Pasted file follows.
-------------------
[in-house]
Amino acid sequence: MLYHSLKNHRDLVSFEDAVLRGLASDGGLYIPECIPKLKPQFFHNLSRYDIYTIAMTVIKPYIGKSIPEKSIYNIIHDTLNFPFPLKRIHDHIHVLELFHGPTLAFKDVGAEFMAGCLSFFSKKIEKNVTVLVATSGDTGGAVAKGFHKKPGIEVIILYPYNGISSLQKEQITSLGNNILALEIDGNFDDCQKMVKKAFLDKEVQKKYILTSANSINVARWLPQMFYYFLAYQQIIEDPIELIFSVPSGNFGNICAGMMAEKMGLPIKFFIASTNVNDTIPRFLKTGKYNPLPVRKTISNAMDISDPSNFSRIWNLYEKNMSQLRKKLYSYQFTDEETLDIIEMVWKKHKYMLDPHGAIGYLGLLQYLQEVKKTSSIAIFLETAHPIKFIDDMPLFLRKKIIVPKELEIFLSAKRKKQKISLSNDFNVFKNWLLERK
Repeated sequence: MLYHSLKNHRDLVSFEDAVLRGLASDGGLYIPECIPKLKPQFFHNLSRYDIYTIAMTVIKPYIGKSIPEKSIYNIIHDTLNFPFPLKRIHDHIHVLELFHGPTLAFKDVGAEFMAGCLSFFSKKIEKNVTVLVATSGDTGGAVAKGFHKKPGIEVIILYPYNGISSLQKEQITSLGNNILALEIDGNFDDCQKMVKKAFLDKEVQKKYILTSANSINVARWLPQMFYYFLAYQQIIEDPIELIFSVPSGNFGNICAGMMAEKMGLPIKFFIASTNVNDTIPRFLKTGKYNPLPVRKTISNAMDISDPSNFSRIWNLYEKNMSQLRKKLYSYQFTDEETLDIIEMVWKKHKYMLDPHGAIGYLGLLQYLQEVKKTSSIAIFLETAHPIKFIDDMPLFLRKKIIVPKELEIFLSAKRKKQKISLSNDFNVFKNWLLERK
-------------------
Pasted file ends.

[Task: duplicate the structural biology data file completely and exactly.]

[in-house]
Amino acid sequence: MLYHSLKNHRDLVSFEDAVLRGLASDGGLYIPECIPKLKPQFFHNLSRYDIYTIAMTVIKPYIGKSIPEKSIYNIIHDTLNFPFPLKRIHDHIHVLELFHGPTLAFKDVGAEFMAGCLSFFSKKIEKNVTVLVATSGDTGGAVAKGFHKKPGIEVIILYPYNGISSLQKEQITSLGNNILALEIDGNFDDCQKMVKKAFLDKEVQKKYILTSANSINVARWLPQMFYYFLAYQQIIEDPIELIFSVPSGNFGNICAGMMAEKMGLPIKFFIASTNVNDTIPRFLKTGKYNPLPVRKTISNAMDISDPSNFSRIWNLYEKNMSQLRKKLYSYQFTDEETLDIIEMVWKKHKYMLDPHGAIGYLGLLQYLQEVKKTSSIAIFLETAHPIKFIDDMPLFLRKKIIVPKELEIFLSAKRKKQKISLSNDFNVFKNWLLERK
Repeated sequence: MLYHSLKNHRDLVSFEDAVLRGLASDGGLYIPECIPKLKPQFFHNLSRYDIYTIAMTVIKPYIGKSIPEKSIYNIIHDTLNFPFPLKRIHDHIHVLELFHGPTLAFKDVGAEFMAGCLSFFSKKIEKNVTVLVATSGDTGGAVAKGFHKKPGIEVIILYPYNGISSLQKEQITSLGNNILALEIDGNFDDCQKMVKKAFLDKEVQKKYILTSANSINVARWLPQMFYYFLAYQQIIEDPIELIFSVPSGNFGNICAGMMAEKMGLPIKFFIASTNVNDTIPRFLKTGKYNPLPVRKTISNAMDISDPSNFSRIWNLYEKNMSQLRKKLYSYQFTDEETLDIIEMVWKKHKYMLDPHGAIGYLGLLQYLQEVKKTSSIAIFLETAHPIKFIDDMPLFLRKKIIVPKELEIFLSAKRKKQKISLSNDFNVFKNWLLERK